WinME is just 98 really messed up. REALLY messed up, your best bet is to install either 98,2k or XP on the other machine depending on its speed, because ME was just a thing to hold off customers until XP (because of the success of 2K)

One thing that I’ve found, especially when sharing between an NT kernel and a 9x kernel, is a particular setting in XP

  1. Go to start->control panel
  2. Open Administrative Tools
  3. Open Local Security Policy
  4. Open Local Policies, then Security options
  5. Find the setting “Accounts: Limit local account use of blank passwords to console logon only”. It most likely is enabled. Change it to disabled and restart the computer.

Also, in the same section, you may need to play around with the “Network access: Shares that can be accessed anonymously” setting.

actually, windows xp pro is windows 5.1, and windows 2000 pro is windows 5.0, the 5.02 and such are windows 2000 server and 5.05 is windows 2000 advanced server i believe

Just get windows 2000 because that is better than XP oh and Xp Sux

Personally, I like XP, and I’ve been using it since the preview release. I’ve had a few problems with networking, but most of those came from special settings I was trying to use. The biggest things, though, are making sure ICF is disabled, and making sure your workgroup and such are the same on both PCs. That solves a lot of the common problems.

As to the hub question, a hub is probably not a good idea (too slow), but a switch allows full-speed transfers for all PCs at the same time. Plus, a switch doesn’t cost that much more (probably $10 more).

In the originaly point of this post, a hub is all that is needed because all you’re doing is trasnferring very little data, especially a dial-up modem. a 10BaseT hub is plenty for a cable modem also, but as I said, if you transfer ANYTHING between the computers often then yeah hubs, especially cheap 10BaseT ones suck. But if you only have 2 computers a 100BaseT Hub is really the same as a switch, and I’ve found switches are usually 40% more expensive then their hub counter-parts, which makes sense because the performance and actual hardware is a lot more then a hub.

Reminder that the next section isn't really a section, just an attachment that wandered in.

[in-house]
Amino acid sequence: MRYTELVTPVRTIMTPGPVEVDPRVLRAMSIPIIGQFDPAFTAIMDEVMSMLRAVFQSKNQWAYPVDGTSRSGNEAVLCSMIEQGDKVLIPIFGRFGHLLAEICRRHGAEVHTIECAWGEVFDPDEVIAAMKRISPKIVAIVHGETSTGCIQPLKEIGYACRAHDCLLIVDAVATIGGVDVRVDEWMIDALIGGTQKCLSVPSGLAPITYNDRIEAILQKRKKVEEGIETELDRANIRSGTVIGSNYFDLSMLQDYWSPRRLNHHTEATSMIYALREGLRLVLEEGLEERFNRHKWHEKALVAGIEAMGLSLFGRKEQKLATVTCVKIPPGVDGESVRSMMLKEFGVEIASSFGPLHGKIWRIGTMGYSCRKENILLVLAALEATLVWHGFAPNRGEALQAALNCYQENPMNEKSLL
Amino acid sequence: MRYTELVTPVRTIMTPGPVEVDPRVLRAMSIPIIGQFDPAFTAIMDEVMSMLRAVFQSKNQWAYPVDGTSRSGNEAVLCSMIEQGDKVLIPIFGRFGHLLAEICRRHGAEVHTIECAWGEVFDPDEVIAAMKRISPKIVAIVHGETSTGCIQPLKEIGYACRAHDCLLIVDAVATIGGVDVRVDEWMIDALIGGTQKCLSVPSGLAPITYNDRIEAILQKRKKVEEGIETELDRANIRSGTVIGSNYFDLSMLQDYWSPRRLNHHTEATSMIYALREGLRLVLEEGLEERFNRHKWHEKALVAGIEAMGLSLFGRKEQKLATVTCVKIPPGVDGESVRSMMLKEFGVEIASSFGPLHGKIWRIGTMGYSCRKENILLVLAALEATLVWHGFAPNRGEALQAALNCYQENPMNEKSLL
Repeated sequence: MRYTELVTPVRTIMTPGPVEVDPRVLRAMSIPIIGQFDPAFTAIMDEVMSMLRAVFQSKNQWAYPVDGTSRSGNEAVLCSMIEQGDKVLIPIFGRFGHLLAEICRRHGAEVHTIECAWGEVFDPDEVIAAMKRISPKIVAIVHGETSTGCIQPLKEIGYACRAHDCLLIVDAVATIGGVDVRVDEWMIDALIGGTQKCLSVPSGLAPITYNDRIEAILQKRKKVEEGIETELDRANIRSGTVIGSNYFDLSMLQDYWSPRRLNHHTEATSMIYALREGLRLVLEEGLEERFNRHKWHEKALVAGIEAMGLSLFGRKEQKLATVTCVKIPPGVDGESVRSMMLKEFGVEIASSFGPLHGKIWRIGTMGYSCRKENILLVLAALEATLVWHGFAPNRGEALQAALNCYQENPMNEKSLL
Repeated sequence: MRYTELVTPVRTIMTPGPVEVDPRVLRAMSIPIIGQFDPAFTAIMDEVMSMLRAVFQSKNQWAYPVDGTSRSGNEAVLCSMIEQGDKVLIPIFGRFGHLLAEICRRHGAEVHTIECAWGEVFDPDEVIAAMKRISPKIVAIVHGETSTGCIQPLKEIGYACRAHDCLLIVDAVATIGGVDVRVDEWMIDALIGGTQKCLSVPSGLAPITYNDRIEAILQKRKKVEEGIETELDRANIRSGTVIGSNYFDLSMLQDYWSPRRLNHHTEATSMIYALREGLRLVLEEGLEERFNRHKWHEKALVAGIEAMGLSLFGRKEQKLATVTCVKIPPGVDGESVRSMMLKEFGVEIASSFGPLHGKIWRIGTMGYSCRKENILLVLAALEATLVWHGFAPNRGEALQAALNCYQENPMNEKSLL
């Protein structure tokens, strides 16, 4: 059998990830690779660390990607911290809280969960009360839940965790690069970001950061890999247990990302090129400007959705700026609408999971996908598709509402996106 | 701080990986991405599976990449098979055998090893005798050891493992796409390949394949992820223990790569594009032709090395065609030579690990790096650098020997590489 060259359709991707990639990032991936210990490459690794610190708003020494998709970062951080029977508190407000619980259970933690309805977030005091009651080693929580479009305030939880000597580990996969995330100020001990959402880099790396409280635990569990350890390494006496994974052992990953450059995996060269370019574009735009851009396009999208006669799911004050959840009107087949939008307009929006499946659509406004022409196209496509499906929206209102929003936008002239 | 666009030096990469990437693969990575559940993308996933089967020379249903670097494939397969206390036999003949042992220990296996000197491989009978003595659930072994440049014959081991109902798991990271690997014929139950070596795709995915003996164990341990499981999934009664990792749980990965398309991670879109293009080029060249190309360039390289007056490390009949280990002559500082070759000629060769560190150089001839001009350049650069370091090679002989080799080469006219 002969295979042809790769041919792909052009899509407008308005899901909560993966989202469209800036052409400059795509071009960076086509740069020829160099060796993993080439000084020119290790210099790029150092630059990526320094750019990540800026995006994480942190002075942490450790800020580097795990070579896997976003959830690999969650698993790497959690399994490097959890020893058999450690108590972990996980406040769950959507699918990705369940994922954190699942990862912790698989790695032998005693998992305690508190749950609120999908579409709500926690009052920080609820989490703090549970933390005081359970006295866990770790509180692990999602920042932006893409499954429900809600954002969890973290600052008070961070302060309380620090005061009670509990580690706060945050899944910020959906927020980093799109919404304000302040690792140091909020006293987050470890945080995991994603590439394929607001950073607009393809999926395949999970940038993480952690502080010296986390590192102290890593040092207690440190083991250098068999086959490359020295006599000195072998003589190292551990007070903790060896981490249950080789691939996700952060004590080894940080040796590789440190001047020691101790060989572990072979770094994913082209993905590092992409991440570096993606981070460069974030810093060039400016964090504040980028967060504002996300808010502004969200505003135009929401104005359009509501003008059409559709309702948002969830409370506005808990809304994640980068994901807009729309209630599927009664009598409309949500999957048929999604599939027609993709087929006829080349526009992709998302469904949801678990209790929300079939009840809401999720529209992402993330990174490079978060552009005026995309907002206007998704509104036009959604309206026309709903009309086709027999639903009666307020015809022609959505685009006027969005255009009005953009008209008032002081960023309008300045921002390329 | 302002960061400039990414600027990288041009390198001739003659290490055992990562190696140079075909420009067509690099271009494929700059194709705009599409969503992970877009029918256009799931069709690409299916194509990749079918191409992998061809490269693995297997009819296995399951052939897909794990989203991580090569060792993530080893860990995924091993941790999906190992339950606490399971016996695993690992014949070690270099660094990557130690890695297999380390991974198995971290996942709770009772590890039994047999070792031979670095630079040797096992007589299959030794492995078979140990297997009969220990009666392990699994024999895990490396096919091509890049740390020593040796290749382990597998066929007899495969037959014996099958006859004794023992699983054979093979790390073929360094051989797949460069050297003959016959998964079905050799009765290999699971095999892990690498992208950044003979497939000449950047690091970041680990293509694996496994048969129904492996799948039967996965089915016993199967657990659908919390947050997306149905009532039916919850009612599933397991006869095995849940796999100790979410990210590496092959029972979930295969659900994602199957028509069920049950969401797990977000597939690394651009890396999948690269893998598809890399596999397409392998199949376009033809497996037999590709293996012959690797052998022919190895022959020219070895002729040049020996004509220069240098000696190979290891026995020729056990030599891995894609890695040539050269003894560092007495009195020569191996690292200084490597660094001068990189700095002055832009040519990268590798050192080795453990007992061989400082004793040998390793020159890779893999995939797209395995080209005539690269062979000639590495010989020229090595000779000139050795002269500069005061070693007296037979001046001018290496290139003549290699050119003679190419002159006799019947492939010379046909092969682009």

For those of you who might not know, a Hub is comparable to an extension cord, where a Switch would be totally seperate power stations. a Switch directs traffic to individual computes while a hub broadcasts all information to all computers and the computer that wants it will use it and the others just trash it. if you had a 10 port 100baseT hub, and all ten computers were transferring huge files, each computer would only be getting a max of 10mbps(one direction, if you were sending both ways this would be limited to 5mbps up and 5mbps down), where as on a 100BaseSwitch in the same situation each computer would get 100mbps both ways (upload 100mbps AND downloadmbps)

personally the other computer I have is a POS and I use it for storage, but I don’t transfer OFTEN and I store movies so I can watch them over the network through my $15 10baseT HUb

98 cant see xp

Home Networking on Windows XP:

Just like drinking and driving, or leaving loaded weapons around children…

It’s not a good idea.